Q&A: Aux Founder Alexander Rea Discusses Problems With Veterans Day Advertising

By Erik Oster 

Like any holiday, brands sprint to attach themselves to Veterans Day. Like any sort of “washing” (e.g., greenwashing, woke washing), the sensitive nature of the topic, and the troublesome aspects of seeming to latch on without actually supporting those who have served our country can make this especially problematic.

Alexander Rea, co-founder of creative consultancy AUX, has a lot of strongly held views on the subject. We caught up with him via email for a Q&A about Veterans Day and why it must be handled delicately.

This interview has been edited for length and clarity.


AgencySpy: What is your personal connection to Veterans Day? How does this shape your view of brand messaging around the holiday?
Rea: Multiple family members have served or currently are serving. I grew up in a military family with my father, a career Army man who served in active duty until retiring at the Pentagon as Colonel. He’s a Vietnam War combat Veteran with multiple Purple Hearts who is now dying of dementia, and my family is having an absolutely terrible time navigating the shitshow that is the Veterans Affairs administration.

Yes, there are a lot of other hashtags and conferences that get more airtime these days and for very justifiable reasons, but maybe we can all take a break for a second and support a community that we probably don’t know.

How would you define what you call “veterans washing?”

Every brand will drape their messaging in the U.S. flag and have taglines about supporting our troops. It’s no different than when every brand supports the African American community in February or puts a rainbow on everything for LGBTQ+ in June. What the fuck are you actually doing? USA Today published a list this morning of stores and restaurants that are offering discounts today. What about deals all year for veteran families?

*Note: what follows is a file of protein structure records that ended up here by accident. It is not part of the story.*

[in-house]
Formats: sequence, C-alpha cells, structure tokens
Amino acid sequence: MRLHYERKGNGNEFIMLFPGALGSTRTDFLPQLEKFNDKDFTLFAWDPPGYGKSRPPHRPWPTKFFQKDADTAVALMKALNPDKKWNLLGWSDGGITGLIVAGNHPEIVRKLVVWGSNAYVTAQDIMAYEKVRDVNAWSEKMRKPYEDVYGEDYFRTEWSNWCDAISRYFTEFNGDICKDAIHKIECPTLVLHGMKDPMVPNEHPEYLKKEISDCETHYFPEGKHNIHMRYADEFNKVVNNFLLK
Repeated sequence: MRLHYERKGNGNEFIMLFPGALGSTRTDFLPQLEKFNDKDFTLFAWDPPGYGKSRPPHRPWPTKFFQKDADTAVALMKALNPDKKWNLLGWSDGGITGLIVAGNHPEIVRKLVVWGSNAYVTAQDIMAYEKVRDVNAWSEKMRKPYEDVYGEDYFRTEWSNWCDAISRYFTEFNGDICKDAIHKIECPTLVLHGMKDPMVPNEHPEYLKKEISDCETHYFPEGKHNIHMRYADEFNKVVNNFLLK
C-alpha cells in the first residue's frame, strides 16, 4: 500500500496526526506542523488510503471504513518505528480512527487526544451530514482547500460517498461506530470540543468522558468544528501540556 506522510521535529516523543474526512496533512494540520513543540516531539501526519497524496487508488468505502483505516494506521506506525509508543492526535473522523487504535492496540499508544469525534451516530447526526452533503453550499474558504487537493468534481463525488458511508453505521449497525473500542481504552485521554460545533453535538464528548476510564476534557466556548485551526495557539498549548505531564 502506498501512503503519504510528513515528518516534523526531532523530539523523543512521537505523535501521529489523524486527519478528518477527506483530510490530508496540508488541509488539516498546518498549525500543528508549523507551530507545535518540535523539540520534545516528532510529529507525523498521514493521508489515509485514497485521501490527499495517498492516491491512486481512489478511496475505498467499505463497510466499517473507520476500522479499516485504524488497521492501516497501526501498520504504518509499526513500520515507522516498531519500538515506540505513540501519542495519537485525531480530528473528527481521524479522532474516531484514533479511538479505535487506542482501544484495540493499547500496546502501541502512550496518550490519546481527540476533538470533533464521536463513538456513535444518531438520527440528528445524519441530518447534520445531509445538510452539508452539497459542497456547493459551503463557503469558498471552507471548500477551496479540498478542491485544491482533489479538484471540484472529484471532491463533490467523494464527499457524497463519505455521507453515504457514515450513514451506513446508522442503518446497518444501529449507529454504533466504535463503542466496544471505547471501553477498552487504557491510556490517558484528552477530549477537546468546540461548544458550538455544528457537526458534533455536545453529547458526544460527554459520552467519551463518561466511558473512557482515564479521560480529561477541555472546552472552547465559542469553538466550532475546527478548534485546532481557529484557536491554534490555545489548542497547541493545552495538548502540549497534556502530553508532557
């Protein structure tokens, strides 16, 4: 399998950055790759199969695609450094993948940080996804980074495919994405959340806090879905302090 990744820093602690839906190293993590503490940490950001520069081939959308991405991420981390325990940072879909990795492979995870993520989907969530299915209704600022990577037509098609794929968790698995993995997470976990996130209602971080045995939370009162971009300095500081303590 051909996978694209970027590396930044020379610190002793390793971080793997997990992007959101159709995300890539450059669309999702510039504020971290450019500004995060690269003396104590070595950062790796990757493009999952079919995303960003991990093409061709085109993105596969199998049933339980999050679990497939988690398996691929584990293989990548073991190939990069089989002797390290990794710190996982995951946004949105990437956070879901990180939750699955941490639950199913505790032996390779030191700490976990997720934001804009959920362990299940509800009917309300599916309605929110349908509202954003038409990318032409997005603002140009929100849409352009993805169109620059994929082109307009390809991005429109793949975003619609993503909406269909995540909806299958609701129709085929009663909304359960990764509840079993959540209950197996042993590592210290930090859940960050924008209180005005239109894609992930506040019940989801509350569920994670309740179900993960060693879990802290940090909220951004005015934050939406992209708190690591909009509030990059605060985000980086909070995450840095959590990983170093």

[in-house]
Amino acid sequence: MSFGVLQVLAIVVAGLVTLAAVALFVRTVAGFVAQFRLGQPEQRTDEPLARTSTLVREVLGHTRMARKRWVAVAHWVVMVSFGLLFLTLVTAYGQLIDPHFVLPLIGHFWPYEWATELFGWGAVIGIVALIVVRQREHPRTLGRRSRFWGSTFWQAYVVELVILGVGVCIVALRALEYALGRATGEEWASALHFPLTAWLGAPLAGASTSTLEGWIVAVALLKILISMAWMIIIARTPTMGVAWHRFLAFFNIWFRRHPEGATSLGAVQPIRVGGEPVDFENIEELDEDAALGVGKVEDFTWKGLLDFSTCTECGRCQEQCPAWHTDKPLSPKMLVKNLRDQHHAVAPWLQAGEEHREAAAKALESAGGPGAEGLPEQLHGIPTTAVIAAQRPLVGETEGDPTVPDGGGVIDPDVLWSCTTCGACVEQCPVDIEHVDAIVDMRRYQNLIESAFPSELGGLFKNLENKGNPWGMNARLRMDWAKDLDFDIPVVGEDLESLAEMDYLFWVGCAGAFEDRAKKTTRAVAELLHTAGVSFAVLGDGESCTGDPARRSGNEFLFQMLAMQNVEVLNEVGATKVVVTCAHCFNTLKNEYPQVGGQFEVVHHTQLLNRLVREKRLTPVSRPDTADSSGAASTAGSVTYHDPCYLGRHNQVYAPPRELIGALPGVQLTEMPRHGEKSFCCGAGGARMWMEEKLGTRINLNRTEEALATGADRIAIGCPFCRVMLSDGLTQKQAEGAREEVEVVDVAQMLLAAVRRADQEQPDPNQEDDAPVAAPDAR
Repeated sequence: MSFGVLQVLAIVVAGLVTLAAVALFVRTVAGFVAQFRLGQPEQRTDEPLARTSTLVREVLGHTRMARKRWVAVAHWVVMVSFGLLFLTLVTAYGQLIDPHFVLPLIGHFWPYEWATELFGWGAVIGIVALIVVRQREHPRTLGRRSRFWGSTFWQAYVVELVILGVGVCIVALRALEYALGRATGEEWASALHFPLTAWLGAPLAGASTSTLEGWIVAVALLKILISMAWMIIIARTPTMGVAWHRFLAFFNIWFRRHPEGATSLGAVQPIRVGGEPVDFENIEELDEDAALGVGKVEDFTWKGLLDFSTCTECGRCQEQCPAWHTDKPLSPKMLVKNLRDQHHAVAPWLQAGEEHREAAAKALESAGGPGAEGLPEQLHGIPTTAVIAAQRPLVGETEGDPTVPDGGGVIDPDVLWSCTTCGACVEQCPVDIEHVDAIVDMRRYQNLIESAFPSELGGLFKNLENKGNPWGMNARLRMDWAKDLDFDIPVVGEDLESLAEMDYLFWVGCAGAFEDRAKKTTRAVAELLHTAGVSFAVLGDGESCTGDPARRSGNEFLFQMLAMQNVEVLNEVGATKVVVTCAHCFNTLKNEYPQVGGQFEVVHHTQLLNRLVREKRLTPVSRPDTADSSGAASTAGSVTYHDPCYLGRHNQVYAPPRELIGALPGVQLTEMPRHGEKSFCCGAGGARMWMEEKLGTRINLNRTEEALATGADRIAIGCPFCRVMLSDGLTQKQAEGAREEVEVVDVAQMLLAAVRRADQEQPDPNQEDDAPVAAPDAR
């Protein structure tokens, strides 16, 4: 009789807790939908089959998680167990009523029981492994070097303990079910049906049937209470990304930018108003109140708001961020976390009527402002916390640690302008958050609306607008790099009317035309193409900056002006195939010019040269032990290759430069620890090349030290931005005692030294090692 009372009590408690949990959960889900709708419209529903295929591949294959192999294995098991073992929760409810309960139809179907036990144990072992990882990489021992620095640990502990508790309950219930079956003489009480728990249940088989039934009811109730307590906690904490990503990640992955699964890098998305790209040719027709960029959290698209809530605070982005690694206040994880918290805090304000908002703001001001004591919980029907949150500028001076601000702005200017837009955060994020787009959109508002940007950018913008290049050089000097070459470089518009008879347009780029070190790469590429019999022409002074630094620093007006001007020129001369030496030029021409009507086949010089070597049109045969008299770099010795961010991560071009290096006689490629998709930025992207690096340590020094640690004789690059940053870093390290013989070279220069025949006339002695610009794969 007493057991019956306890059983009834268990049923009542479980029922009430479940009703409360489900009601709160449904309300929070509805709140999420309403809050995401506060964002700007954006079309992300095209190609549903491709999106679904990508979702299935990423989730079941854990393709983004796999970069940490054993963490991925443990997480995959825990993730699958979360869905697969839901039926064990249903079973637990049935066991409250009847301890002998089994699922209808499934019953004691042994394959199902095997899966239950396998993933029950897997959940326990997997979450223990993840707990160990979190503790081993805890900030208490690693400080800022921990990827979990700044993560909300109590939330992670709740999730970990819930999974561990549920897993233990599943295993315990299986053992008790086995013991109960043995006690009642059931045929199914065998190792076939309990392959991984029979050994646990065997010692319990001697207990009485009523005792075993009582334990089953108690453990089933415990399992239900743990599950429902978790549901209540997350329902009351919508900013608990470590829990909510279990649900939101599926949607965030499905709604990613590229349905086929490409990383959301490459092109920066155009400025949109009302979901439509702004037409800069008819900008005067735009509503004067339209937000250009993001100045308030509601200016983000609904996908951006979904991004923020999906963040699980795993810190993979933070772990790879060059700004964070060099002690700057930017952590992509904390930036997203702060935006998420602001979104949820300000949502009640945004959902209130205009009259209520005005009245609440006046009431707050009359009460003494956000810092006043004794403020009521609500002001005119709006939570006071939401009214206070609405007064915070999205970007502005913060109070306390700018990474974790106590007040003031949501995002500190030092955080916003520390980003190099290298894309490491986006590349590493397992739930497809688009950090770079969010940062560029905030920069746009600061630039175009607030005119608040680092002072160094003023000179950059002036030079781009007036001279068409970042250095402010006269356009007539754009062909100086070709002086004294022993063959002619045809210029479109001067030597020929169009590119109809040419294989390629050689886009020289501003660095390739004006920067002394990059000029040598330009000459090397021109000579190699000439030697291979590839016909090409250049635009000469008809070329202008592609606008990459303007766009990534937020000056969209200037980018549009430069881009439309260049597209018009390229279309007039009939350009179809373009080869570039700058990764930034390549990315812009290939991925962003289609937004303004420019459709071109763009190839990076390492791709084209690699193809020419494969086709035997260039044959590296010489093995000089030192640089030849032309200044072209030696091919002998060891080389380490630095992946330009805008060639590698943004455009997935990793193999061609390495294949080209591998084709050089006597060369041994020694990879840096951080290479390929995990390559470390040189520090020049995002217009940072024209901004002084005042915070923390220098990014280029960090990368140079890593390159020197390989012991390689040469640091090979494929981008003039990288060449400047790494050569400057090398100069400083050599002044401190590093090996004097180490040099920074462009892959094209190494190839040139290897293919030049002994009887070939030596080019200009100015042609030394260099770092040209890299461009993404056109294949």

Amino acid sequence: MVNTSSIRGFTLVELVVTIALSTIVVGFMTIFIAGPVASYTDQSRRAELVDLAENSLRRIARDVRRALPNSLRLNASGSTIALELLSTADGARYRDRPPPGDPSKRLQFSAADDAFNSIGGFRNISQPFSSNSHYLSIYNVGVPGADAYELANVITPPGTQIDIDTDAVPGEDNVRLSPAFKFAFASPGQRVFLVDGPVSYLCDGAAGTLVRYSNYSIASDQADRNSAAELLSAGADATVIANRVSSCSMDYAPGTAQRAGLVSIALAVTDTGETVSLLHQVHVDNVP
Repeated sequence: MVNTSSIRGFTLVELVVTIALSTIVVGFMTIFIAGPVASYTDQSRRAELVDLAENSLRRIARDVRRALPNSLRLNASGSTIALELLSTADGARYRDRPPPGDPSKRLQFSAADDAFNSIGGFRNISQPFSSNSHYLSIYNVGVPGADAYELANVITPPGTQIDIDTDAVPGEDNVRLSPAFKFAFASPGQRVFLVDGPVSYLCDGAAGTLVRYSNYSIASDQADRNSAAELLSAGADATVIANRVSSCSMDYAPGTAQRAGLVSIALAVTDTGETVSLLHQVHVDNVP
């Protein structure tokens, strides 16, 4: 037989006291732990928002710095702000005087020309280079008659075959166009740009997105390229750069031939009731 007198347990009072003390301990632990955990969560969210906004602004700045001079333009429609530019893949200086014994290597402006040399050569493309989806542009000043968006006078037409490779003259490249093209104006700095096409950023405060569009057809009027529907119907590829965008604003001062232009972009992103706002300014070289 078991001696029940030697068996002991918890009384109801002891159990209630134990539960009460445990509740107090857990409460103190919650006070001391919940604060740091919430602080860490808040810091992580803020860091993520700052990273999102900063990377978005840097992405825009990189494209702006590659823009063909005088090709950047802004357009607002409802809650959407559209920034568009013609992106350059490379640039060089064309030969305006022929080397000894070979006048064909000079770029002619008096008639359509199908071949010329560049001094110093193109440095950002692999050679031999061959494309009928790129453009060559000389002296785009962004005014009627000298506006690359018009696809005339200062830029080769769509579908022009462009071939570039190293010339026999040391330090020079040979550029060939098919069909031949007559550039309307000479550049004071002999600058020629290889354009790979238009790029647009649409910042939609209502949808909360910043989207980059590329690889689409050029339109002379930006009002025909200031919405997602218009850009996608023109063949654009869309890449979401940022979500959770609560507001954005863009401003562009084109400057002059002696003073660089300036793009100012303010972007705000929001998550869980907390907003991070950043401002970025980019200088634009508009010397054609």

Why have 20% only on Veterans Day? Is their service only worth impacting your bottom line one day per week? How about something that is available to veterans’ families? Where is that? Nowhere. Free cup of coffee at 7-Eleven today or maybe free calamari at Carrabba’s? All this past weekend, a veteran (and their families) could have enjoyed the “The Gaucho Way of Preparing Meat” with a delícia 50% off at Fogo de Chão, but that ends today.

Historically, what are some of the worst or most blatant examples of this practice?
Unfortunately, Veterans Day receives the same sales attention as Memorial Day or Columbus Day. If you watch TV, you’ve seen your local auto dealer’s ads. (Funny, you never see Pride Day sales at auto dealers, do you? Don’t steal that.) It’s just another reason to have a discount.

Where is the line between an honest attempt to honor veterans and latching on to this cause in an opportunistic way? When should a brand just hold back?
Serve the vets and their families. Don’t sell. What are you doing that makes a year-round impact on families? There are restaurants and stores that offer discounts all year. Insurance companies like USAA insurance, which offers exclusive benefits, products and discounts for U.S. military members and their eligible family members (disclosure: I use them for everything) have always been very upfront and vocal all year, in all of their media, about their support and constant value to members of the Armed Forces and their families.

What are some examples of a brand handling Veterans Day with respect and making a meaningful commitment to the cause?
One example is an activation that Baskin Robbins did last in 2016, where they donated 11¢ for every scoop of ice cream to USO. They have not done it since and their PR site has a broken link if you try to find out more.

What are some organizations particularly in need of support and/or contributing meaningfully to helping Veterans that brands could contribute to if they want to make a meaningful commitment to honoring veterans?
Not anything funded by your Federal taxes. I know firsthand how bad the Veterans Affairs organization is. Frankly, it’s garbage. Please consider donating to any organization that helps provide the much-needed service the V.A. cannot. There are many, but if you want me to pick one for you, go straight to the Wounded Warrior Project.